Gysbreght – Forgot to mention – scientists began to play with BFO as if it was some thoroughly understood and highly predictive tool. Eventually that may not sit well alongside the glittering CV’s on the table. “But it’s all we had” you could say. You could also say it was a free for all.

@Gysbreght,

You said “Sure, but it seems that an MRC path based on a turn near the first arc at 1828 (Figure 2) would not reach the 7th arc and, even if it did, would not intersect the 7th arc at a latitude south of 40S.”

Your conclusion is incorrect. Here is why. My fuel consumption model is essentially identical to the one first used by Victor, except for the speed used. I use the Boeing fuel burn tables for the correct aircraft and engines. Starting at 17:07 and knowing the fuel on board then, I integrate the fuel consumption every second. The speed is assumed to be Long Range Cruise at Mach 0.84 with climb as needed to stay within +/- 2,000 feet of the optimum cruise altitude for M0.84 at the current aircraft weight. The “margins” in both the endurance and range to a position past the 6th arc and nearing the 7th arc at the time of fuel exhaustion (00:15:50 for the second engine) are both approximately 2 1/2 % for an early turn and an end point near 40S 84 E. That means that engines with typical performance degradations would quit at just the right place and at the right time if 9M-MRO was flown as I have described. As Lauren has noted, the plane weight was appropriately low enough for a climb to have been made above FL350 near 18:28. As ALSM has noted, it would be expected that an even altitude would be used flying westward, so it is possible a climb was made then, or shortly thereafter, to FL380 or FL400. That allows efficient long-range cruising until 00:16.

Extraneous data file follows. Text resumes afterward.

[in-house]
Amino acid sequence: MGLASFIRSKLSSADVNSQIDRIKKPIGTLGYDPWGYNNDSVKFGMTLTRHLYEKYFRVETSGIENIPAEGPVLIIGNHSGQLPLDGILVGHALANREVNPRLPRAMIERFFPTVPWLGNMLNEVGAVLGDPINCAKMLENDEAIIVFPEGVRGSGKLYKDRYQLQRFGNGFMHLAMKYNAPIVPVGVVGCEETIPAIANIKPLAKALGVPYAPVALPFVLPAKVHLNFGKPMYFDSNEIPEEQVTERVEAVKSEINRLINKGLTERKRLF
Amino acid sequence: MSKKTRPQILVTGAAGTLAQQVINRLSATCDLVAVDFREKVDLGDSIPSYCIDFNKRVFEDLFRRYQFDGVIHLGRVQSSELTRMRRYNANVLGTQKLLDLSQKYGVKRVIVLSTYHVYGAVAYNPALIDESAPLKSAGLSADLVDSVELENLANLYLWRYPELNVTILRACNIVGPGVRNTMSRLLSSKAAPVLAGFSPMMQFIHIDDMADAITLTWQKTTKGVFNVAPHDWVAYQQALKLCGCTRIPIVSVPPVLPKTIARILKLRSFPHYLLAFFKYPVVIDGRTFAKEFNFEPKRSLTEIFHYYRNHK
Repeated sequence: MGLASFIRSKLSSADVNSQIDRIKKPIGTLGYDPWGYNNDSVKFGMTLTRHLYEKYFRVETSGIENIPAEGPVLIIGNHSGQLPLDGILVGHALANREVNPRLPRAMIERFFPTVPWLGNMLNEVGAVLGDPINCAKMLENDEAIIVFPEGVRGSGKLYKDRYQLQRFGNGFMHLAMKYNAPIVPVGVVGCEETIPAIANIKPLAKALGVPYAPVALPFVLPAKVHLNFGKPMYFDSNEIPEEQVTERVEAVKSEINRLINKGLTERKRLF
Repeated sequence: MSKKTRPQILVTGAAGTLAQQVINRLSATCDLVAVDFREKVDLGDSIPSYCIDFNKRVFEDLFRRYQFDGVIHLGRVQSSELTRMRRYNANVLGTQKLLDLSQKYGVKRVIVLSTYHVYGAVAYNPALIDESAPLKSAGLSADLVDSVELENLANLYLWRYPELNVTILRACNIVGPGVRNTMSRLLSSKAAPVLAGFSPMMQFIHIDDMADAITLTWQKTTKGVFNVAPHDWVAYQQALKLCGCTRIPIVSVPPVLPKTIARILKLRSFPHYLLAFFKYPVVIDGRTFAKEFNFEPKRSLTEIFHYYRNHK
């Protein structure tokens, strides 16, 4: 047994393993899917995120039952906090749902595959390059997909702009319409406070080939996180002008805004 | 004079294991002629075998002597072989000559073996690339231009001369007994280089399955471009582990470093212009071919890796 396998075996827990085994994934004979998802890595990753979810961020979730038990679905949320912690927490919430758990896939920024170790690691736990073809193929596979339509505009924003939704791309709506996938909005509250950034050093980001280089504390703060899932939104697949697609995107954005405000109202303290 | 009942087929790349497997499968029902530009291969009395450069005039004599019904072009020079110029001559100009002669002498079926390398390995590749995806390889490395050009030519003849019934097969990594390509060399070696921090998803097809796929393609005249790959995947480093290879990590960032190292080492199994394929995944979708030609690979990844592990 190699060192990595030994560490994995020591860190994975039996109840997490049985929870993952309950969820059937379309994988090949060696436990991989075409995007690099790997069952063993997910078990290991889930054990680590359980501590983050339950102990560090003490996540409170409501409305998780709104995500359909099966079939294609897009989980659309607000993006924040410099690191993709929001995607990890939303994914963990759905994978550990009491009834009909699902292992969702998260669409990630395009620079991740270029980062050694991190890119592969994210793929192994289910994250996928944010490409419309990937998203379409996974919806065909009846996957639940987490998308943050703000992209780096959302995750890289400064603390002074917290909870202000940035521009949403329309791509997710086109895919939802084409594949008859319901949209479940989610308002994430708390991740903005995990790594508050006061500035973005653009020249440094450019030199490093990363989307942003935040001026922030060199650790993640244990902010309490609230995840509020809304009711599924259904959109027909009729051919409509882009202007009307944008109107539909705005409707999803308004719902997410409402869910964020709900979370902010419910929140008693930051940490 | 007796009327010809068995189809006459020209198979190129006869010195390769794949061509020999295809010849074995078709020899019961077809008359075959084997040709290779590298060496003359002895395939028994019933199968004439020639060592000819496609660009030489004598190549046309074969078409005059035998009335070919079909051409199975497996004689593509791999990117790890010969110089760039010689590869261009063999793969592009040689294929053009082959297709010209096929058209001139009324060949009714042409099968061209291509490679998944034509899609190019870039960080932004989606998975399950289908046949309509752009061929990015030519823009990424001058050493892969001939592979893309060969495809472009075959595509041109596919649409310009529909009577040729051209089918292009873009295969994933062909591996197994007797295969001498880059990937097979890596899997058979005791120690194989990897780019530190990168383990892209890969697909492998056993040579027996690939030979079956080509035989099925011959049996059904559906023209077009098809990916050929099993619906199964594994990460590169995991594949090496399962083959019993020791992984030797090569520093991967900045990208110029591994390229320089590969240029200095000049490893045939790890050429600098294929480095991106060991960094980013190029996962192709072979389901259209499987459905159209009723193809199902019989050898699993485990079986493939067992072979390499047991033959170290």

End points farther up the 7th arc can also be reached at fuel exhaustion but at somewhat lower speeds. Since we don’t know the speed control method actually used, it is difficult to say which is more likely based solely on fuel models. However, it does appear that much of that area has already been searched by the ATSB with negative results. Either 9M-MRO is farther from the 7th arc in the ATSB search area or it is farther down the 7th arc. In my opinion, the latter case is more likely because that route also demonstrates remarkable air speed stability.

@Matty